Course Hero. "Fairy Tales of Hans Christian Andersen (Selected) Study Guide." Course Hero. 6 Oct. 2017. Web. 23 July 2018. <https://www.coursehero.com/lit/Fairy-Tales-of-Hans-Christian-Andersen-Selected/>.
Course Hero. (2017, October 6). Fairy Tales of Hans Christian Andersen (Selected) Study Guide. In Course Hero. Retrieved July 23, 2018, from https://www.coursehero.com/lit/Fairy-Tales-of-Hans-Christian-Andersen-Selected/
(Course Hero, 2017)
Course Hero. "Fairy Tales of Hans Christian Andersen (Selected) Study Guide." October 6, 2017. Accessed July 23, 2018. https://www.coursehero.com/lit/Fairy-Tales-of-Hans-Christian-Andersen-Selected/.
Course Hero, "Fairy Tales of Hans Christian Andersen (Selected) Study Guide," October 6, 2017, accessed July 23, 2018, https://www.coursehero.com/lit/Fairy-Tales-of-Hans-Christian-Andersen-Selected/.
None of his friends came to see him, because there were too many stairs to climb.
Andersen here makes a wry comment, as if delicately sidestepping the real reason the soldier's "friends" no longer visit him. It is because he no longer has any money to spend on drinking and carousing. Being poor is never socially attractive, as Andersen himself was painfully aware. In his stories the poor struggle to find lodgings out of sight and mind of fashionable groups, in damp basements or drafty attics.
Don't expect me to carry you there in a sack, because you're too heavy for me, but if you walk to the river and crawl into the sack, I'll throw you in with the greatest of pleasure.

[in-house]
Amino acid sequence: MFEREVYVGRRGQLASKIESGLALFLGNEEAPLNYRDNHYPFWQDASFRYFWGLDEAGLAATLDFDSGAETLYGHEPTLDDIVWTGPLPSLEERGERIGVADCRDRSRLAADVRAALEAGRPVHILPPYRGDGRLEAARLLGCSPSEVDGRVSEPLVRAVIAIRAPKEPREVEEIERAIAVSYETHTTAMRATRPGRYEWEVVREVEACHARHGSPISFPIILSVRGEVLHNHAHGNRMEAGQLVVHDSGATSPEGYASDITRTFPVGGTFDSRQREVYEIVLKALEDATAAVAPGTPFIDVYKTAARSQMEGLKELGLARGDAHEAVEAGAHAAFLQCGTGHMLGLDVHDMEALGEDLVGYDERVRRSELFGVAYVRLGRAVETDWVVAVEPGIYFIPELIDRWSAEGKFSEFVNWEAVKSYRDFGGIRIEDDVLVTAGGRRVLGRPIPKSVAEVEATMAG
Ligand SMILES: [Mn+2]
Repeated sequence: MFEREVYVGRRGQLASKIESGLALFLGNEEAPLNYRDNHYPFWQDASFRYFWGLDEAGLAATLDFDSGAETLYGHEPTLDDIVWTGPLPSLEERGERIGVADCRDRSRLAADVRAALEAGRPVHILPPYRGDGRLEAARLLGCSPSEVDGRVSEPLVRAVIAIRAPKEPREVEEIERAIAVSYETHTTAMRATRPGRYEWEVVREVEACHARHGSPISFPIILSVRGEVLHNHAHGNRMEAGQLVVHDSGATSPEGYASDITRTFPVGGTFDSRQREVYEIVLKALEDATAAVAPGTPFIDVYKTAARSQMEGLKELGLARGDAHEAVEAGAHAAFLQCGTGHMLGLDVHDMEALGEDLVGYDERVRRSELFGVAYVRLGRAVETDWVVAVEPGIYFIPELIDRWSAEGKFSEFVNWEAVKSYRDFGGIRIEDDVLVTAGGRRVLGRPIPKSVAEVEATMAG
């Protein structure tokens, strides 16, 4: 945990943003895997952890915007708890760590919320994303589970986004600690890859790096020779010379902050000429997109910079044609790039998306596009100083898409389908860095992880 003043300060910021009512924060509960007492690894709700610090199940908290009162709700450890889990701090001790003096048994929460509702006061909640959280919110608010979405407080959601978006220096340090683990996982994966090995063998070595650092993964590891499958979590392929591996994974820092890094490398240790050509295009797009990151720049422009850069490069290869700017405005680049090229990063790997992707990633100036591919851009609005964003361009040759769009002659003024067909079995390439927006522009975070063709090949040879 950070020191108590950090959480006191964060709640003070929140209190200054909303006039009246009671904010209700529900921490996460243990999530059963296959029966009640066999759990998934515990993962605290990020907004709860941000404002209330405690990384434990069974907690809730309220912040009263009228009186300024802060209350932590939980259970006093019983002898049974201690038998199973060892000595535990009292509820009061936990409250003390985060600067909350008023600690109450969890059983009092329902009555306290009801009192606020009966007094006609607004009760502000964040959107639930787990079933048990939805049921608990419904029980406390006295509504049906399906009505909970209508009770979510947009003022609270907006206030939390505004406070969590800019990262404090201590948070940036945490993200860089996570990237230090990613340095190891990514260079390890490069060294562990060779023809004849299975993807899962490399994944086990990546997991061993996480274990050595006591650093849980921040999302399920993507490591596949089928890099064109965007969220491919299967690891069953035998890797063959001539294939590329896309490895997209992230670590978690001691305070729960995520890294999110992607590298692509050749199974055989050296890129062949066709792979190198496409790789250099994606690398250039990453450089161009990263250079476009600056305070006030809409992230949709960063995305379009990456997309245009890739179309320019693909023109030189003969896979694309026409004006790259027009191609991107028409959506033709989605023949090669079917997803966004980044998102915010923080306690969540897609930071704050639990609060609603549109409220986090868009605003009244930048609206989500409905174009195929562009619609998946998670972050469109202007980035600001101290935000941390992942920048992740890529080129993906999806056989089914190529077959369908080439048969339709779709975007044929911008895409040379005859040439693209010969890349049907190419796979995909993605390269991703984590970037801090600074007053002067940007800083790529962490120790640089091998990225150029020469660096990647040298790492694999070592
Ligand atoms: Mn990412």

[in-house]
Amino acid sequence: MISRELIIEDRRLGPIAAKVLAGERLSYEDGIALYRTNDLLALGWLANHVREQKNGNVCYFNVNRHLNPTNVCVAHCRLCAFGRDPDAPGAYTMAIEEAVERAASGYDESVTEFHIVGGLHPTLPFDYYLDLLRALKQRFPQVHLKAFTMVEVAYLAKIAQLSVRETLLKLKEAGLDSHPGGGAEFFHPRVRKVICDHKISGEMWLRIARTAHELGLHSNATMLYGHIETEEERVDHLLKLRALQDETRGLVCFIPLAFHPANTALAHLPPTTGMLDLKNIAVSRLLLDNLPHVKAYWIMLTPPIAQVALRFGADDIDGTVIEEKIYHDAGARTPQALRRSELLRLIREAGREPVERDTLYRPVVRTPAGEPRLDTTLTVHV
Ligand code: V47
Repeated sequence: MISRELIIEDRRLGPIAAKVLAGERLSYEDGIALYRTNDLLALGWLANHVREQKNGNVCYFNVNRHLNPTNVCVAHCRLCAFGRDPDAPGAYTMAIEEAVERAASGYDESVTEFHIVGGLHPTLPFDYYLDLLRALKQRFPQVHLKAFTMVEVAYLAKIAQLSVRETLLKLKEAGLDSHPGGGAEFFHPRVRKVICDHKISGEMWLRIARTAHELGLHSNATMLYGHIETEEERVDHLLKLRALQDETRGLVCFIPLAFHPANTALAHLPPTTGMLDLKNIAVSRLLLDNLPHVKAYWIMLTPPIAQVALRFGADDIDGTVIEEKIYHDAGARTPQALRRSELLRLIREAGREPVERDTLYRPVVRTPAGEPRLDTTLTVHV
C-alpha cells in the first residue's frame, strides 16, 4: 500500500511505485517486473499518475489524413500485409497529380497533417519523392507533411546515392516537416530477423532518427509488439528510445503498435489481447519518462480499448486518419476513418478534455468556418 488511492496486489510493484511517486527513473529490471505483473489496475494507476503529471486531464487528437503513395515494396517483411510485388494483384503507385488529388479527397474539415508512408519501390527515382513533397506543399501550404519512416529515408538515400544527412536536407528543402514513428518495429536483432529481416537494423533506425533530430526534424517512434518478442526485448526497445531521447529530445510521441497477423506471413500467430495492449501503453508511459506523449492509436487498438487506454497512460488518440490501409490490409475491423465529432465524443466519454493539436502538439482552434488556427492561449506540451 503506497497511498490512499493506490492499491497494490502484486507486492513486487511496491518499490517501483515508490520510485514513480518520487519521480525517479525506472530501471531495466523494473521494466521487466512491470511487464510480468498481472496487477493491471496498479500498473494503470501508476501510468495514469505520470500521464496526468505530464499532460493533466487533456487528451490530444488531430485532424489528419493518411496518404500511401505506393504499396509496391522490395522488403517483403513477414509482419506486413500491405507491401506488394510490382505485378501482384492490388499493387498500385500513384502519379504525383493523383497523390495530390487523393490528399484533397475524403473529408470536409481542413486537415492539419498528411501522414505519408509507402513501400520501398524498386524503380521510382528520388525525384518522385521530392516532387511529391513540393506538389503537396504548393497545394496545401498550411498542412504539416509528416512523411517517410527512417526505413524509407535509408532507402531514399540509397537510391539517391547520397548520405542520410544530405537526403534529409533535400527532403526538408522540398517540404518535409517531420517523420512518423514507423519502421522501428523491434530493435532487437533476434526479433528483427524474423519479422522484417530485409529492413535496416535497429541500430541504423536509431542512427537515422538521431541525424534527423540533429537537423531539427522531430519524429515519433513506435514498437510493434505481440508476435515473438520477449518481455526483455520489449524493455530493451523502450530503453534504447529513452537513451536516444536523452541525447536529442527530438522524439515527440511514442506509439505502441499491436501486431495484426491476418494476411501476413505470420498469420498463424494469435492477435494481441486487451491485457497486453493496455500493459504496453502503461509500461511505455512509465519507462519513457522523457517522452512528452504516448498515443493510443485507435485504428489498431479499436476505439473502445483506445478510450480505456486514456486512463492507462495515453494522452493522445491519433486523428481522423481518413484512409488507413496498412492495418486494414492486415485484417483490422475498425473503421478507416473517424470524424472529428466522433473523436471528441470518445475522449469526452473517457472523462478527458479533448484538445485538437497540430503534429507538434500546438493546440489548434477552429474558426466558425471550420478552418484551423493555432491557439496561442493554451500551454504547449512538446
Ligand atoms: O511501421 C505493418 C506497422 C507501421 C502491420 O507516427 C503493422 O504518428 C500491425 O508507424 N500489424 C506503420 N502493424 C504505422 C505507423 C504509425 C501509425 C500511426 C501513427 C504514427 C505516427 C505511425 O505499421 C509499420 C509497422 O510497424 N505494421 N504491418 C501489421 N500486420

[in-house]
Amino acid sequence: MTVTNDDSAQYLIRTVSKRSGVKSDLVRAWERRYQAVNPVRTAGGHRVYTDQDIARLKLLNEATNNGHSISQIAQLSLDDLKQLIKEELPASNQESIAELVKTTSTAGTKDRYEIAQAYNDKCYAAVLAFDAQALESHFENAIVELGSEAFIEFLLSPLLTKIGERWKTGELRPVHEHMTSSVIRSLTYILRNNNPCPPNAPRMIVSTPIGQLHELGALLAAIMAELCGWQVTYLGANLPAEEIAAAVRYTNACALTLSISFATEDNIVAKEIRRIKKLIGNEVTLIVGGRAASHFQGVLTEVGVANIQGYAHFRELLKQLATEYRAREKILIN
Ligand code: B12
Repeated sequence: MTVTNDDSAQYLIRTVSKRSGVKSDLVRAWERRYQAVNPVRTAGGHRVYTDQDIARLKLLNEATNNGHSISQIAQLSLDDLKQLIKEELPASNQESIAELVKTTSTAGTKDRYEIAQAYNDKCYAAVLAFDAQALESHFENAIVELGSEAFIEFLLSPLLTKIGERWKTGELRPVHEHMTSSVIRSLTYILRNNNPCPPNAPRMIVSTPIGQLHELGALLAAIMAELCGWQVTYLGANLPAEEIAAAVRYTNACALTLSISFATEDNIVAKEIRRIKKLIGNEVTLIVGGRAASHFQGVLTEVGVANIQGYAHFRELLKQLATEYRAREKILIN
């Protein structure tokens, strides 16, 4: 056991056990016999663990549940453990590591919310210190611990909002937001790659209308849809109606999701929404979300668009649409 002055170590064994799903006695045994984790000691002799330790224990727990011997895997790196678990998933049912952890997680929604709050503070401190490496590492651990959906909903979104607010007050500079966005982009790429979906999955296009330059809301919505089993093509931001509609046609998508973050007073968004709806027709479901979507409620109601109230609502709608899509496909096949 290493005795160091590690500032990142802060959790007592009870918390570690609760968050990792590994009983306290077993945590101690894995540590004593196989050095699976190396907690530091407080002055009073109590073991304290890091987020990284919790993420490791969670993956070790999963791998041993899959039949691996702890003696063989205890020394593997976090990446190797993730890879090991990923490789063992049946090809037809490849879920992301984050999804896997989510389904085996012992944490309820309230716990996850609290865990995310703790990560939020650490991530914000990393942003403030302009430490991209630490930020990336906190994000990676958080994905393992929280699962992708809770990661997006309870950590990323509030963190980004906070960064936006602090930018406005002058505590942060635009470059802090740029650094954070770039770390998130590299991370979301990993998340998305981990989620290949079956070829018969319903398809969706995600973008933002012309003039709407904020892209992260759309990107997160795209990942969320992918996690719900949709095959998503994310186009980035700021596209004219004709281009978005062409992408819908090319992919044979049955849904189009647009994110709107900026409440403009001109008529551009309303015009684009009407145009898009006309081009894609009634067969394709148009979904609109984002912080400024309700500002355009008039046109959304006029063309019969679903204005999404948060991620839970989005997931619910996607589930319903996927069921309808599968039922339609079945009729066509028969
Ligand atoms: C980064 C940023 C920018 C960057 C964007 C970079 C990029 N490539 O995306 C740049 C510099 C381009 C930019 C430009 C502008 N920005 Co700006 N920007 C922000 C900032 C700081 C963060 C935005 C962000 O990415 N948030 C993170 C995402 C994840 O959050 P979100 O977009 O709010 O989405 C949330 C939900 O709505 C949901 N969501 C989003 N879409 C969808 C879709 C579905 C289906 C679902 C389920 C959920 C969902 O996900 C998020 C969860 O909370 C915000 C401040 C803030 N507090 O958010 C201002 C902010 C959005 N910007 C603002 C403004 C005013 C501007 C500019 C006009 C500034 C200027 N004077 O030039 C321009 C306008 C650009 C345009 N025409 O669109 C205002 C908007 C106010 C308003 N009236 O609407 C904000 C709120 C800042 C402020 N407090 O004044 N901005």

Little Claus lets Big Claus take advantage of him only up to a point. Then he cleverly uses the momentum of Big Claus's greed to take the situation past credulity—a storytelling device Andersen knew would delight children.
The tulips and tiger lilies are the old chaperones, who see to it that the dancing is done well and everyone behaves properly.
The idea that each flower has a specific personality expressed at a dance party delights Little Ida. It also provides an element of plausibility based on a child's own observations (for instance, from the stairs before being sent to bed) of how adults behave at dance parties.
Love vanishes when one's sweetheart has been soaking in a roof gutter for five years. Yes, you don't even recognize her when you meet her in a dustbin.
Andersen here cautions his readers that the skin-deep glamour of beauty fades beyond recognition with time and age. Taking great pride in one's "red Moroccan leather and cork center" is empty vanity to begin with and nonsensical in the end.